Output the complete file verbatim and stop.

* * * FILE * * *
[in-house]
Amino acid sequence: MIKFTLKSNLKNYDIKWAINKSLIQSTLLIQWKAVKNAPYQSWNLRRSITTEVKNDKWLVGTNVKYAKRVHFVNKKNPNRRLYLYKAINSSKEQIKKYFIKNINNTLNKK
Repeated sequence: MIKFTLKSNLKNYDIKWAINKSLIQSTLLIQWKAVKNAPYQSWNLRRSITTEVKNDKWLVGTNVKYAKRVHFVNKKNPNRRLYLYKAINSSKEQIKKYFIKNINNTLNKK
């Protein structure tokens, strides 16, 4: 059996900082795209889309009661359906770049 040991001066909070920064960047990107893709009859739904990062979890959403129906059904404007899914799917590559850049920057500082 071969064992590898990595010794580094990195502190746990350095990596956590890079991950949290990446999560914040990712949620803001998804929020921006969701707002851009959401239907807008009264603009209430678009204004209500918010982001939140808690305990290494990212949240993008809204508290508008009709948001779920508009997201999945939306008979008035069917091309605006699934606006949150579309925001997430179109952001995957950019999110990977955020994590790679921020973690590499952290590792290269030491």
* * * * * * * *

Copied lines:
[in-house]
Amino acid sequence: MIKFTLKSNLKNYDIKWAINKSLIQSTLLIQWKAVKNAPYQSWNLRRSITTEVKNDKWLVGTNVKYAKRVHFVNKKNPNRRLYLYKAINSSKEQIKKYFIKNINNTLNKK
Repeated sequence: MIKFTLKSNLKNYDIKWAINKSLIQSTLLIQWKAVKNAPYQSWNLRRSITTEVKNDKWLVGTNVKYAKRVHFVNKKNPNRRLYLYKAINSSKEQIKKYFIKNINNTLNKK
């Protein structure tokens, strides 16, 4: 059996900082795209889309009661359906770049 040991001066909070920064960047990107893709009859739904990062979890959403129906059904404007899914799917590559850049920057500082 071969064992590898990595010794580094990195502190746990350095990596956590890079991950949290990446999560914040990712949620803001998804929020921006969701707002851009959401239907807008009264603009209430678009204004209500918010982001939140808690305990290494990212949240993008809204508290508008009709948001779920508009997201999945939306008979008035069917091309605006699934606006949150579309925001997430179109952001995957950019999110990977955020994590790679921020973690590499952290590792290269030491």